[openstack-dev] [Heat] TOSCA, CAMP, CloudFormation, ???

Zane Bitter zbitter at redhat.com
Thu Apr 11 17:40:20 UTC 2013

On 11/04/13 18:49, Clint Byrum wrote:
> Excerpts from Zane Bitter's message of 2013-04-11 04:38:07 -0700:
>> Essentially Heat is designed as a declarative interface to the OpenStack
>> APIs. Deploying an interdependent collection of resources - and
>> especially making changes to that collection - by hand or with a custom
>> script can be complex and error-prone, and every user has to do it every
>> time they want to make a change. There's a big advantage in having a
>> description of the old state and the state you want to get to and
>> letting an orchestration engine figure how to get there. Even better if
>> you can keep that description in version control and easily do diffs to
>> see what changed and when.
> This is a side tangent, but you actually need to also store the parameters
> and diff those too, or you run the risk of making unintended changes. I've
> been working out in my head how to write some CLI helpers for automating
> things so that developers can encode "this is what I expect to change
> when we update the stack" and automation systems can stop the presses
> if there are unintended changes.

Yeah, and there is more we could do to help that. I think the 
CloudFormation design assumes you'll be doing everything through the 
GUI, which is not a good assumption IMO. I've just created a blueprint 
that might improve things somewhat: 
>> What we have _not_ tried to do is anything that is not part of the
>> OpenStack API, except for some temporary resource types for things that
>> should be in OpenStack but weren't at the time - e.g. LBaaS, DBaaS). So
>> the UserData is passed straight through because it's passed straight
>> through in the Nova API as well. It's worth noting that the UserData is
>> extremely constrained in size - in general the point is not to put all
>> of your application in there, it's to put just enough bootstrap to tell
>> the instance to e.g. grab a Chef recipe and go from there, so that you
>> don't have to build it into a custom image.
> Right, if you build an image with heat-cfntools installed that runs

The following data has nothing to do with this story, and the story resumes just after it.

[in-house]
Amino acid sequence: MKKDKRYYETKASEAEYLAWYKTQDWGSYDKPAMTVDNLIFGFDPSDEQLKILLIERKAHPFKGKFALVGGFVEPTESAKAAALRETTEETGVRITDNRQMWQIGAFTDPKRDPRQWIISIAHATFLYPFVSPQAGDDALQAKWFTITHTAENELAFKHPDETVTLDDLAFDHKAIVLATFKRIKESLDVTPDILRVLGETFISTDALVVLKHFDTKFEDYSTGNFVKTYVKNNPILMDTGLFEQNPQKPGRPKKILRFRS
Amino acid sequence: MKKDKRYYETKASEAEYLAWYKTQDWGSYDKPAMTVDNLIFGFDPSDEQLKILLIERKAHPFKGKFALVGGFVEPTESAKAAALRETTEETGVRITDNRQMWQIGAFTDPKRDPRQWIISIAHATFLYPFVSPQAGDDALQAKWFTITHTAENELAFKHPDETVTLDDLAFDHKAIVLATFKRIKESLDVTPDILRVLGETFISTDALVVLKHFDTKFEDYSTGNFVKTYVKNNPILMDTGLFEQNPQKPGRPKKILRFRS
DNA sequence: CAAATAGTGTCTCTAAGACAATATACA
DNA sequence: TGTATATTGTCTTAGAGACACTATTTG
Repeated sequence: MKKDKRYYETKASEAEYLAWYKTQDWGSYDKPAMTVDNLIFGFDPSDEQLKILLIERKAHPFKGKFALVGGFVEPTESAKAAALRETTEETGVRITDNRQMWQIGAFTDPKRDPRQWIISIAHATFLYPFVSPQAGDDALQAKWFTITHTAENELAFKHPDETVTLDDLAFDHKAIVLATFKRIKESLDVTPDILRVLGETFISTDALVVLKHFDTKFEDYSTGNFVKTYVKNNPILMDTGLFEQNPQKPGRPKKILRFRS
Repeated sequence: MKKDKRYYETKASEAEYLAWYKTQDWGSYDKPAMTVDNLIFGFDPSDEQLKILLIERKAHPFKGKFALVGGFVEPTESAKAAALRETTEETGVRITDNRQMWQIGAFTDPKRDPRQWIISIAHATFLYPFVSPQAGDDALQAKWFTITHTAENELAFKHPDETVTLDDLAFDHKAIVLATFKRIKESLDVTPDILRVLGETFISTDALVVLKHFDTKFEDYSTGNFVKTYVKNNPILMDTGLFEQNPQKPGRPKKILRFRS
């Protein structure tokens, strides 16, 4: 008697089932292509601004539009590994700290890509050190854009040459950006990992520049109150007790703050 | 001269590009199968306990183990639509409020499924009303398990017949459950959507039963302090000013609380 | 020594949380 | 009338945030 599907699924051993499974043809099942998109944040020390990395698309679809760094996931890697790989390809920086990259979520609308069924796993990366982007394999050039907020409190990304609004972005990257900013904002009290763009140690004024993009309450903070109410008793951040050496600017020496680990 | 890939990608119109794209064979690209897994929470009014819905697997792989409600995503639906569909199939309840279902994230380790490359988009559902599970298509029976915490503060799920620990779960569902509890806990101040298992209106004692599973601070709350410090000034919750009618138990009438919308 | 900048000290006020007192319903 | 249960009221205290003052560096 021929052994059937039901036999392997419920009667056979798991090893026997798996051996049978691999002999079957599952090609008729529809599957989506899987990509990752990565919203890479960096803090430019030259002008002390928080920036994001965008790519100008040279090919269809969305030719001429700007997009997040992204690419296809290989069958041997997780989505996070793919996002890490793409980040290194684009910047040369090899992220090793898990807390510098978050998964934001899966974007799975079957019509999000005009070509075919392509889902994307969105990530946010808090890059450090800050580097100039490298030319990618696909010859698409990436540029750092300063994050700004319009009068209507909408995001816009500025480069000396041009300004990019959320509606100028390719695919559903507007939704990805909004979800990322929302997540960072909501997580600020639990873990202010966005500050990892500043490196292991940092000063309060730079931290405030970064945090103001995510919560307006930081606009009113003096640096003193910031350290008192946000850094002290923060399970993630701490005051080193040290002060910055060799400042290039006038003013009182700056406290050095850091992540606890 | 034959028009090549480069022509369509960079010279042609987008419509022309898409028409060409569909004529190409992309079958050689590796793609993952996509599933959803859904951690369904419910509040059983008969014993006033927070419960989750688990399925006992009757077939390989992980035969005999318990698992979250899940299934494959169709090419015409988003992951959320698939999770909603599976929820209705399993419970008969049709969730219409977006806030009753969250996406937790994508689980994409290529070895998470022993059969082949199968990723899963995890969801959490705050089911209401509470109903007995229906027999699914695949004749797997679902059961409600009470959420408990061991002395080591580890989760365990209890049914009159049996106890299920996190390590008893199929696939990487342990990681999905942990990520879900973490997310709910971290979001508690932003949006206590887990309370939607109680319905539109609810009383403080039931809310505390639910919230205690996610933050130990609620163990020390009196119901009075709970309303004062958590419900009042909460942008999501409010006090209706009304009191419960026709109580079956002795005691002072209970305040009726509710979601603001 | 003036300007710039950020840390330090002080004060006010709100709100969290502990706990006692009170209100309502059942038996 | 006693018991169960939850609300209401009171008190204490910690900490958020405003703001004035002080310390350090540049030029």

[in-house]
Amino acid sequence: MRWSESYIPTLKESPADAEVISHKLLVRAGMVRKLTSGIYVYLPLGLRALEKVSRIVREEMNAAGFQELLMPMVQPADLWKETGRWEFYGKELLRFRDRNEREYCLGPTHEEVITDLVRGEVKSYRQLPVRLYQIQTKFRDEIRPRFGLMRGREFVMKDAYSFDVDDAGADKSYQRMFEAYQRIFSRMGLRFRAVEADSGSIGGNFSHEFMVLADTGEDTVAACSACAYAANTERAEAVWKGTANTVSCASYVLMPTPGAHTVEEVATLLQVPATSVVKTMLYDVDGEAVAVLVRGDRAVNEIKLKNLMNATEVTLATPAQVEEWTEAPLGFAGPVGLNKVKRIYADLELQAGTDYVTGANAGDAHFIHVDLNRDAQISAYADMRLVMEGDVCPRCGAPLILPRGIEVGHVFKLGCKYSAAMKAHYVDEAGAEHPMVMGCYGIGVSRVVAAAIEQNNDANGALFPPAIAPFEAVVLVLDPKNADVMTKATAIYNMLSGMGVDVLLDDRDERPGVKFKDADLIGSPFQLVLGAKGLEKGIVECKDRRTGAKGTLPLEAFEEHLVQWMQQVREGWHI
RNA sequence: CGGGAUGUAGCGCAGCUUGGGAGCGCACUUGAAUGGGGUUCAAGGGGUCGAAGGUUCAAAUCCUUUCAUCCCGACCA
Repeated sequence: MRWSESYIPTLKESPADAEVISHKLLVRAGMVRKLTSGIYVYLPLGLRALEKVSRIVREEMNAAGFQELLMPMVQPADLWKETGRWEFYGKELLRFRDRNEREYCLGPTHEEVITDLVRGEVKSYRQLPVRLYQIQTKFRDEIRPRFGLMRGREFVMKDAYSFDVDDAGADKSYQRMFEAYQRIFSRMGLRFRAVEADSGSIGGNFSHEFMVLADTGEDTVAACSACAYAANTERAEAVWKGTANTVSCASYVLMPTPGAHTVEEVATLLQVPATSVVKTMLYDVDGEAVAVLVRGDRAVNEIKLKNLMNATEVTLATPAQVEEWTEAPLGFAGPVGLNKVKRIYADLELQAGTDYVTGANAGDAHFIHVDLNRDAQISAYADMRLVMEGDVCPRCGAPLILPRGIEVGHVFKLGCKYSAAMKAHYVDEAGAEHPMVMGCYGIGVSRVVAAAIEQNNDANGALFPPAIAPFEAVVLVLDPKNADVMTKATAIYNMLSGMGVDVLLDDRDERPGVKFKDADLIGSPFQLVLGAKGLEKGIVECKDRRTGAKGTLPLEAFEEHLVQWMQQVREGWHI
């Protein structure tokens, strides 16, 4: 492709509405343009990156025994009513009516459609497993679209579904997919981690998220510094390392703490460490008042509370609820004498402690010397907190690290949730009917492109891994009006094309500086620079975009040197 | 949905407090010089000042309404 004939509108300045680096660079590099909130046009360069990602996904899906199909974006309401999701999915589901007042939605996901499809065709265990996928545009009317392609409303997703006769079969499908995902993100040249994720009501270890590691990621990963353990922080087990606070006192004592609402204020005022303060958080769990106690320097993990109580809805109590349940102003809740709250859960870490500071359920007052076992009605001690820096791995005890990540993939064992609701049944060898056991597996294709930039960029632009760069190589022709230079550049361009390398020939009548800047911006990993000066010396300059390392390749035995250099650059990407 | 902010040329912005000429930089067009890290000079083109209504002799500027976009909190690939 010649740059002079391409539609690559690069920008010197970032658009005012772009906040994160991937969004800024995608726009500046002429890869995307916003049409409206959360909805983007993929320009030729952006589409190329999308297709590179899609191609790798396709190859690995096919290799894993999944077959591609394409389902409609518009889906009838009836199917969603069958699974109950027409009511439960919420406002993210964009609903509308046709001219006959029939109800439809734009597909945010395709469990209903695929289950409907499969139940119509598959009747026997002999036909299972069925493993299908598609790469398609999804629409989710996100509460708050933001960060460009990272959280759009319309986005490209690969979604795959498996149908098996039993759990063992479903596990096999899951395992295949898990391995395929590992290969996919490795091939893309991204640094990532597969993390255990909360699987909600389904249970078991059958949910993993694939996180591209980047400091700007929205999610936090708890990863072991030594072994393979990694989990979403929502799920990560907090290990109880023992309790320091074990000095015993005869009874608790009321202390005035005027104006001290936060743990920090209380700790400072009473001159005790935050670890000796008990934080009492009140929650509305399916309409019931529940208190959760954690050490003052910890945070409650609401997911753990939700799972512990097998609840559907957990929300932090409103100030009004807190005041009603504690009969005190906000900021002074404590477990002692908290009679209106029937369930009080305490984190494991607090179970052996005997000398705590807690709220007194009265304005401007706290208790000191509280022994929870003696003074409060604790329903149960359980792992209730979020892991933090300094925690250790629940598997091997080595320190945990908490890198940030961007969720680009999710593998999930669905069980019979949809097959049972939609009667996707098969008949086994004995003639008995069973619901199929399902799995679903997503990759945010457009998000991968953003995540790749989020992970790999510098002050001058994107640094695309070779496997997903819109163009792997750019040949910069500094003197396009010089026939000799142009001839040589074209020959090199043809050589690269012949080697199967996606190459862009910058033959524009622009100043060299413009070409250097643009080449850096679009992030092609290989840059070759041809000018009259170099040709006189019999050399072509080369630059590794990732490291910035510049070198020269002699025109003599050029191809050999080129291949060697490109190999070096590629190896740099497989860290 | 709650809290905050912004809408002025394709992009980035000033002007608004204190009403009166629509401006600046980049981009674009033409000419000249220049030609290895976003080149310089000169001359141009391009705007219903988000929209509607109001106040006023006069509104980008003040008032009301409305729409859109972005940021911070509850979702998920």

> cfn-init and cfn-hup, you don't need UserData at all and can just pass
> in declarative Metadata to get things done.
> We're taking that a step further with os-config-applier in the tripleo
> project by just passing in declarative values which the image knows how
> to interpert into config file changes. This way the template only encodes
> orchestration, and not config file or software management of any kind.
> https://github.com/openstack-ops/templates/blob/master/mysql.yaml
> Note the hint to OpenStack::ImageBuilder::Elements, which is just a hint
> that this template wants an image built with the mysql-migration element.
> This is an alternative way to use Heat without cfn-init, and without
> having to specify file paths or service names or anything in the template,
> those things all remain in the image as part of the software.


>> I agree that long-term we need to have a better story on configuring
>> what runs inside Nova instances. But I'm also wary of scope creep.
>> During the incubation discussions around Heat, there were a lot of folks
>> expressing concern about blessing one particular orchestration engine as
>> an official OpenStack project and, while I disagree with that view when
>> it comes to orchestrating OpenStack APIs, I think it's a very good point
>> when it comes to dealing with non-OpenStack tools.
> As I stated above, this line needs to be clear. Things inside the